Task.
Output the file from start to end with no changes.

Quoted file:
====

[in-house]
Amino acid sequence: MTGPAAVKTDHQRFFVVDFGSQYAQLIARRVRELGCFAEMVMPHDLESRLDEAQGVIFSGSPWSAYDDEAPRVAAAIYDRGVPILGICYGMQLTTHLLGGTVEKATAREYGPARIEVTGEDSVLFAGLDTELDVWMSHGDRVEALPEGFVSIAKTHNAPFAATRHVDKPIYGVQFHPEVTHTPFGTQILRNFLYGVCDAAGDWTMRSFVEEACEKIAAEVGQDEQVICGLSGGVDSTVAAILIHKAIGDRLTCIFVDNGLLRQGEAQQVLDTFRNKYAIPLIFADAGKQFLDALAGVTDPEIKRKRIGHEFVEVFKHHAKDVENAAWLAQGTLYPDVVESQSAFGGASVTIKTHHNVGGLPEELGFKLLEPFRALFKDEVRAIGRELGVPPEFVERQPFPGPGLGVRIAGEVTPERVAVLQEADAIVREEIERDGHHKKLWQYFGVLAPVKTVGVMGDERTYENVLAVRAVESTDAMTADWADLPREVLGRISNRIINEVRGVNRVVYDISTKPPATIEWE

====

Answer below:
[in-house]
Amino acid sequence: MTGPAAVKTDHQRFFVVDFGSQYAQLIARRVRELGCFAEMVMPHDLESRLDEAQGVIFSGSPWSAYDDEAPRVAAAIYDRGVPILGICYGMQLTTHLLGGTVEKATAREYGPARIEVTGEDSVLFAGLDTELDVWMSHGDRVEALPEGFVSIAKTHNAPFAATRHVDKPIYGVQFHPEVTHTPFGTQILRNFLYGVCDAAGDWTMRSFVEEACEKIAAEVGQDEQVICGLSGGVDSTVAAILIHKAIGDRLTCIFVDNGLLRQGEAQQVLDTFRNKYAIPLIFADAGKQFLDALAGVTDPEIKRKRIGHEFVEVFKHHAKDVENAAWLAQGTLYPDVVESQSAFGGASVTIKTHHNVGGLPEELGFKLLEPFRALFKDEVRAIGRELGVPPEFVERQPFPGPGLGVRIAGEVTPERVAVLQEADAIVREEIERDGHHKKLWQYFGVLAPVKTVGVMGDERTYENVLAVRAVESTDAMTADWADLPREVLGRISNRIINEVRGVNRVVYDISTKPPATIEWE